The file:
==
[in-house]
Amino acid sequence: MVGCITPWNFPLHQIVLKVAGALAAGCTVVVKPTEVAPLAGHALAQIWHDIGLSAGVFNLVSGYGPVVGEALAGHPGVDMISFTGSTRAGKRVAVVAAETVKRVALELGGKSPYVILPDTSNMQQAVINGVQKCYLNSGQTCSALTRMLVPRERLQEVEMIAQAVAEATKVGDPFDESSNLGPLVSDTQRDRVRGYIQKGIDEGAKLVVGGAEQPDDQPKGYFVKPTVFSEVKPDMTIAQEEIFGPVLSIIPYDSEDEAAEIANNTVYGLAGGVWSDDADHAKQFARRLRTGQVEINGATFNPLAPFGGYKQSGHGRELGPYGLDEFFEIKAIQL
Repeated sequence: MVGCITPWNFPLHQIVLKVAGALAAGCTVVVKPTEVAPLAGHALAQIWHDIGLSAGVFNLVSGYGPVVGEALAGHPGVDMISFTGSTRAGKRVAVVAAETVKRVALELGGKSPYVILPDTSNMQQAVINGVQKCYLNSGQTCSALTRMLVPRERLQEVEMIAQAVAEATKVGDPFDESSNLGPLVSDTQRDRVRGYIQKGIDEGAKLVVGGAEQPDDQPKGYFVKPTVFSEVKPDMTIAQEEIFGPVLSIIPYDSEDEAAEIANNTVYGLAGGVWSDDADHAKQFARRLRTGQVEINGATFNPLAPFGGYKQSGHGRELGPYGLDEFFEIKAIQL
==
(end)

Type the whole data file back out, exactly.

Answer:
[in-house]
Amino acid sequence: MVGCITPWNFPLHQIVLKVAGALAAGCTVVVKPTEVAPLAGHALAQIWHDIGLSAGVFNLVSGYGPVVGEALAGHPGVDMISFTGSTRAGKRVAVVAAETVKRVALELGGKSPYVILPDTSNMQQAVINGVQKCYLNSGQTCSALTRMLVPRERLQEVEMIAQAVAEATKVGDPFDESSNLGPLVSDTQRDRVRGYIQKGIDEGAKLVVGGAEQPDDQPKGYFVKPTVFSEVKPDMTIAQEEIFGPVLSIIPYDSEDEAAEIANNTVYGLAGGVWSDDADHAKQFARRLRTGQVEINGATFNPLAPFGGYKQSGHGRELGPYGLDEFFEIKAIQL
Repeated sequence: MVGCITPWNFPLHQIVLKVAGALAAGCTVVVKPTEVAPLAGHALAQIWHDIGLSAGVFNLVSGYGPVVGEALAGHPGVDMISFTGSTRAGKRVAVVAAETVKRVALELGGKSPYVILPDTSNMQQAVINGVQKCYLNSGQTCSALTRMLVPRERLQEVEMIAQAVAEATKVGDPFDESSNLGPLVSDTQRDRVRGYIQKGIDEGAKLVVGGAEQPDDQPKGYFVKPTVFSEVKPDMTIAQEEIFGPVLSIIPYDSEDEAAEIANNTVYGLAGGVWSDDADHAKQFARRLRTGQVEINGATFNPLAPFGGYKQSGHGRELGPYGLDEFFEIKAIQL